The production filmed on practical locations in and around L.A., at sites that included a former residence of William Randolph Hearst, Lake Piru, outside Paramount Pictures in Hollywood, inside and outside Paramount stages, and on Paramount’s New York Backlot. “We didn’t really do that much onstage, apart from the scenes in the movie that took place on stages,” recalls Sandgren. “Damien wanted to see the real Los Angeles, using real locations. And scenes set at the silent movie studio Kinoscope were built on location in a valley in Piru, to look more like L.A. in the ’20s.”
Hollywood, Wide Open
“We shot in traditional Academy anamorphic, which is offset to one side to accommodate the soundtrack that would be added later,” Sandgren says. ”We did a 4K scan and a digital intermediate with a full variety of theatrical release formats, including 35mm anamorphic film prints and 70mm spherical film prints, as well as digital formats in Imax, Dolby Vision and 4K DCP.”
Camtec Motion Picture Cameras in Burbank, Calif., provided Arricam LTs for the production, and Sandgren teamed them with Atlas Orion anamorphic lenses. “I had the Orions on Don’t Look Up, and I was really happy with them,” he says. “Technically, they’re great — they have a really close focus and they don’t go out-of-focus at the edges — and in fact I embraced it, and shot all night scenes at wide open. They’re all a T2, which is amazing. Wide open, they have a slight color aberration, but it’s not excessive. We had Atlas custom-tune them because we didn’t want the film to look too polished; we wanted to embrace the dirt and filth in the world of Babylon. I worked with [Atlas Co.’s president and lead designer,] Forrest Schultz, who tweaked the lenses to maintain their sharpness but add more blooming in the highlights. He did this by hand-polishing certain elements to give them a slightly scratched surface that spread the highlights beautifully. It gave us a series that was just a bit more expressive, to match the attitude Damien and I were trying to convey.” (See details below.)
Playing It Rough
Sandgren further “roughened up” the image by push-processing all of the footage 1 stop, rating each stock an additional 1 stop over, and then going “really aggressive with my exposure, especially in daylight, allowing things to go as much as 4 stops over in exteriors to show the heat of L.A.” The push process was completed at FotoKem’s facility in Burbank.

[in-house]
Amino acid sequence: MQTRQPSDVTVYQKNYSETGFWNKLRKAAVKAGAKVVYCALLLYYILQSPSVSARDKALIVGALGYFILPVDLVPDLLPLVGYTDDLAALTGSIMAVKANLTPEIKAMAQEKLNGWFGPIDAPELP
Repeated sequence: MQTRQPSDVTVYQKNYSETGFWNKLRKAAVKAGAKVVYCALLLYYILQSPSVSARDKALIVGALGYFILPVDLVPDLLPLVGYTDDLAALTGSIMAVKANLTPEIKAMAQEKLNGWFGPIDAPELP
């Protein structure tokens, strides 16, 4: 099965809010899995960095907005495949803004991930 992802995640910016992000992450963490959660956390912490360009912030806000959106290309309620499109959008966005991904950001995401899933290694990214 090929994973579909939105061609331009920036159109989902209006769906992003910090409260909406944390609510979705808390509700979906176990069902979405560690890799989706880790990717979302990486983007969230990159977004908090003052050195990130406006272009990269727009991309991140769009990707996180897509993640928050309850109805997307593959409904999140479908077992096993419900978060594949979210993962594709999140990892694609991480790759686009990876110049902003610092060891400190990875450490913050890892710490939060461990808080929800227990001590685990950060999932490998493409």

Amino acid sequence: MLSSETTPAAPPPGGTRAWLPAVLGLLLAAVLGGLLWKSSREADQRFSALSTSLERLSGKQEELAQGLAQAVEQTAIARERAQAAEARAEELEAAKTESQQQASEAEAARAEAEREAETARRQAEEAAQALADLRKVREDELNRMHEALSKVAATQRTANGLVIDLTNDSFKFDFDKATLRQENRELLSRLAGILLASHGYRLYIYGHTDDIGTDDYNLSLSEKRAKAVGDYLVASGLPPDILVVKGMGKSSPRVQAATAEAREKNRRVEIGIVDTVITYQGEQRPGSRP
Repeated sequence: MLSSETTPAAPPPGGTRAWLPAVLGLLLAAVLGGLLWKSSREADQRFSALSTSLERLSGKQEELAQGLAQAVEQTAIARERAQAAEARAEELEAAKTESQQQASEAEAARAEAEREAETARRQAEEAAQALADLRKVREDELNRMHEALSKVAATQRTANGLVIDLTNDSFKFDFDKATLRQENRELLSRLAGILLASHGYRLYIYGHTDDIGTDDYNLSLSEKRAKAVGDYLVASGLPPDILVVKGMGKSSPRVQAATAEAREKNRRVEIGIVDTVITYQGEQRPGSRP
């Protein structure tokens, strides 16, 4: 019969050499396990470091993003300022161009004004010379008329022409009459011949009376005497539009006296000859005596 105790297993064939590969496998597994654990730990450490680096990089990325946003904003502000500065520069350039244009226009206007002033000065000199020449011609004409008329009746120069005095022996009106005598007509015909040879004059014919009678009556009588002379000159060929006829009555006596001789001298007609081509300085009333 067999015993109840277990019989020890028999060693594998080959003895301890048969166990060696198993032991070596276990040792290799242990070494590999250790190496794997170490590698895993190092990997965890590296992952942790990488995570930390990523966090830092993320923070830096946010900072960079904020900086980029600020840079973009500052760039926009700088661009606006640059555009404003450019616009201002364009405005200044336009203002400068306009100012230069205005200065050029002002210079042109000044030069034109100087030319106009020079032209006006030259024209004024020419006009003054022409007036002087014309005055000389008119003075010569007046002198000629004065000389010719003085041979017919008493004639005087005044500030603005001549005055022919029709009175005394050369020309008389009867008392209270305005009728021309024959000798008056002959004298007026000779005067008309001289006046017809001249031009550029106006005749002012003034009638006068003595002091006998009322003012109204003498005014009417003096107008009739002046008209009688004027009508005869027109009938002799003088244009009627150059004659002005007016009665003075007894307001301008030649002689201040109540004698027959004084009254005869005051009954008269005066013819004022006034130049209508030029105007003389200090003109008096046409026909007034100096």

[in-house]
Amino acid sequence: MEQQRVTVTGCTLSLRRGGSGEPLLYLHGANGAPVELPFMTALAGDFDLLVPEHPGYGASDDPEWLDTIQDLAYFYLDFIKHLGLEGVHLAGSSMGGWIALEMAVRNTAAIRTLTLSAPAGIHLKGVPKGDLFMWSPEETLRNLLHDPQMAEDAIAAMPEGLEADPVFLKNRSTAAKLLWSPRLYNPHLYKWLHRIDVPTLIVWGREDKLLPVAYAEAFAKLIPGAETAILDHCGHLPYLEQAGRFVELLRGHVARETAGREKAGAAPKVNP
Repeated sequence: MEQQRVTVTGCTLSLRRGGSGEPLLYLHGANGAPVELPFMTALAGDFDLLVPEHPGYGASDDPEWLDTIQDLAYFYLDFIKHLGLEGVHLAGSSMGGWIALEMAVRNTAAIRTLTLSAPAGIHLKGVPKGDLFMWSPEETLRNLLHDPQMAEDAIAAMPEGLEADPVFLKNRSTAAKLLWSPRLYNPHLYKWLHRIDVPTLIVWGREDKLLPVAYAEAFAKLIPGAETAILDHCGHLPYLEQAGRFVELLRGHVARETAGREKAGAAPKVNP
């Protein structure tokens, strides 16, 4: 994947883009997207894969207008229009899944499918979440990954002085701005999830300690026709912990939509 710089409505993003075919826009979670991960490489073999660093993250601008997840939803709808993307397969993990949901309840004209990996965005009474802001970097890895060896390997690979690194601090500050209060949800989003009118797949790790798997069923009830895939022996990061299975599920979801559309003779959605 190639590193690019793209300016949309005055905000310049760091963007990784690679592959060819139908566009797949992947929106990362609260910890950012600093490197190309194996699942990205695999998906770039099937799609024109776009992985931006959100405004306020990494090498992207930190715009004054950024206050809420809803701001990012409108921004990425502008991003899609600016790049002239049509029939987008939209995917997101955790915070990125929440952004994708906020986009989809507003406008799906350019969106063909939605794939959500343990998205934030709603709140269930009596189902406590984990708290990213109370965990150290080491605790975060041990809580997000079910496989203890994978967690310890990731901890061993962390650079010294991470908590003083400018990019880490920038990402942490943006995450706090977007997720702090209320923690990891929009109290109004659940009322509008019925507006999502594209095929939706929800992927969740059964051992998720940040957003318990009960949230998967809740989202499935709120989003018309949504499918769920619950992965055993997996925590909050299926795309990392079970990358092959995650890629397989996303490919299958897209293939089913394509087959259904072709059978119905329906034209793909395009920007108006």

“Something fascinating happens with film in the development process,” he continues. “I find that the mids come out first, and then the highlights and blacks are developed. If you develop in the time that Kodak says you should, then the mids have developed and the blacks and highlights come along. But if you keep developing, the mids stay where they are and the blacks and highlights keep developing, pushing more contrast as they build on the negative and the highlights start to bleed a bit into the mids. If you pull one stop, the mids develop, but the blacks and highlights underdevelop, leading to less contrast. For me, this has always been a great tool — in addition to lens choices and lighting, when I am creating the looks for my projects. It is a way to further connect the visuals to the emotions in the story in an impressionistic way.”
Sandgren’s strategy involved four Kodak Vision3 negatives: 50D 5203 (pushed 1 stop and rated at 25 ISO) for day exteriors, 250D 5207 (pushed 1 stop and rated at 125 ISO) for day interiors, 200T 5213 (pushed 1 stop and rated at 100 ISO) for most night scenes, and 500T 5219 (pushed 1 stop and rated at 250 ISO) for select night sequences. “200T was my first choice for night work because it has a bit more contrast than the 500T,” Sandgren says. “I liked that, but there were so many really dark scenes that I just couldn’t use it all the time.”
Babylon also features black-and-white sequences — ostensibly footage shot by period cameras — that Sandgren shot on Eastman Double-X 5222 with Arriflex/Zeiss Super Speed “B-Speed” spherical lenses and a Super 35 camera. In one example, LaRoy wows her colleagues with her big-screen debut, dancing in a saloon scene. The “period” film footage was shot with Arriflex 435 cameras and the B-Speeds. The camera was connected to a remote-control unit that allowed Sandgren to mimic a hand-cranked look by manually moving the frame rate between 18 fps and 22 fps. “We also shot some clips in the film on the 2709 Bell & Howell cameras, as well as other early 1900s silent-film cameras, and I was surprised to see how phenomenal those cameras were — pin-registered and incredibly solid!” Sandgren marvels.
In another scene that incorporates black-and-white, we see Conrad in action onscreen, arriving on a mountaintop amid a fierce battle — to achieve his romantic goal and kiss the girl. To precisely intercut their color production footage with the black-and-white footage, the filmmakers utilized a beamsplitter 3D rig. “Brad [Pitt] is on the mountaintop, and there’s a huge battle with 700 extras happening below,” Sandgren explains. “We push in to this kiss, and we wanted to shoot anamorphic color and spherical black-and-white at the same time, from the same perspective. So, in the 3D rig, we had the 435 on top and an LT on the bottom. This scene was really what made us decide to use the 435 instead of an old period camera for the main silent-movie footage — since hand-cranking an old camera was destabilizing the rig, and focus pulling on those old, small lenses was quite a challenge.